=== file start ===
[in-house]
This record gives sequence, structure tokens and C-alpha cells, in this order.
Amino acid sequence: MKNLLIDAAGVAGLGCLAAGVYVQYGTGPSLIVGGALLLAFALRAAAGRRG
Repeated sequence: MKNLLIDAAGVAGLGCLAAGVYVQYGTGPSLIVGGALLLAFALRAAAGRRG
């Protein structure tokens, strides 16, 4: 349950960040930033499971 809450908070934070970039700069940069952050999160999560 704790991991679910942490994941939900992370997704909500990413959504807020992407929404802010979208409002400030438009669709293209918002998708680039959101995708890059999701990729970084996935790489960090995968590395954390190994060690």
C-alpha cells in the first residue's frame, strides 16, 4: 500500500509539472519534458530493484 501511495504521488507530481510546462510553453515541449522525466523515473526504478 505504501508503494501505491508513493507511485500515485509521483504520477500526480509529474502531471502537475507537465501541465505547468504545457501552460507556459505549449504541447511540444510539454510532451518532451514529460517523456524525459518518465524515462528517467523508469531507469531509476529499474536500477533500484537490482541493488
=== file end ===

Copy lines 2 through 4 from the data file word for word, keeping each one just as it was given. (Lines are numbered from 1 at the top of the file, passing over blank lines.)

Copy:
This record gives sequence, structure tokens and C-alpha cells, in this order.
Amino acid sequence: MKNLLIDAAGVAGLGCLAAGVYVQYGTGPSLIVGGALLLAFALRAAAGRRG
Repeated sequence: MKNLLIDAAGVAGLGCLAAGVYVQYGTGPSLIVGGALLLAFALRAAAGRRG